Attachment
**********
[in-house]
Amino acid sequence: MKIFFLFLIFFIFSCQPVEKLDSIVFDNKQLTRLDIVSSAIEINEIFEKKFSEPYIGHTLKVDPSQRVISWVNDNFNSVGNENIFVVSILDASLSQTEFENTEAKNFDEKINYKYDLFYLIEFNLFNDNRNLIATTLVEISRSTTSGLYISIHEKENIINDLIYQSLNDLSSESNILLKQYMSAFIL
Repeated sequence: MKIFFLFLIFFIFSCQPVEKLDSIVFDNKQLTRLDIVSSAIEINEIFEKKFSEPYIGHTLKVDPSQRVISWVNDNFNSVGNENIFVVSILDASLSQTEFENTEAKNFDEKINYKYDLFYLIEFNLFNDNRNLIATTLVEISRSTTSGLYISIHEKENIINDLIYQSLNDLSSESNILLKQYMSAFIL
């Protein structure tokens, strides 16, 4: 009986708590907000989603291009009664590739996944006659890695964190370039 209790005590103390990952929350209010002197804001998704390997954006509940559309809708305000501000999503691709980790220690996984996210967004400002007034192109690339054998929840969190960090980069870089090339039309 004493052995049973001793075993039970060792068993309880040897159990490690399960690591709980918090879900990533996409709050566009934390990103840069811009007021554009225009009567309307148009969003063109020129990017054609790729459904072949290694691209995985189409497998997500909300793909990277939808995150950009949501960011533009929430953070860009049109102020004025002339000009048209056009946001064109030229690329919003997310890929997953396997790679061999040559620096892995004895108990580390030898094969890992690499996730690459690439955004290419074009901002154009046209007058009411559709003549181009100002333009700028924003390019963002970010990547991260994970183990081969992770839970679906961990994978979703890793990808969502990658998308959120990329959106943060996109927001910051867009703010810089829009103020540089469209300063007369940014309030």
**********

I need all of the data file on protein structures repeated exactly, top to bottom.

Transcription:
[in-house]
Amino acid sequence: MKIFFLFLIFFIFSCQPVEKLDSIVFDNKQLTRLDIVSSAIEINEIFEKKFSEPYIGHTLKVDPSQRVISWVNDNFNSVGNENIFVVSILDASLSQTEFENTEAKNFDEKINYKYDLFYLIEFNLFNDNRNLIATTLVEISRSTTSGLYISIHEKENIINDLIYQSLNDLSSESNILLKQYMSAFIL
Repeated sequence: MKIFFLFLIFFIFSCQPVEKLDSIVFDNKQLTRLDIVSSAIEINEIFEKKFSEPYIGHTLKVDPSQRVISWVNDNFNSVGNENIFVVSILDASLSQTEFENTEAKNFDEKINYKYDLFYLIEFNLFNDNRNLIATTLVEISRSTTSGLYISIHEKENIINDLIYQSLNDLSSESNILLKQYMSAFIL
């Protein structure tokens, strides 16, 4: 009986708590907000989603291009009664590739996944006659890695964190370039 209790005590103390990952929350209010002197804001998704390997954006509940559309809708305000501000999503691709980790220690996984996210967004400002007034192109690339054998929840969190960090980069870089090339039309 004493052995049973001793075993039970060792068993309880040897159990490690399960690591709980918090879900990533996409709050566009934390990103840069811009007021554009225009009567309307148009969003063109020129990017054609790729459904072949290694691209995985189409497998997500909300793909990277939808995150950009949501960011533009929430953070860009049109102020004025002339000009048209056009946001064109030229690329919003997310890929997953396997790679061999040559620096892995004895108990580390030898094969890992690499996730690459690439955004290419074009901002154009046209007058009411559709003549181009100002333009700028924003390019963002970010990547991260994970183990081969992770839970679906961990994978979703890793990808969502990658998308959120990329959106943060996109927001910051867009703010810089829009103020540089469209300063007369940014309030």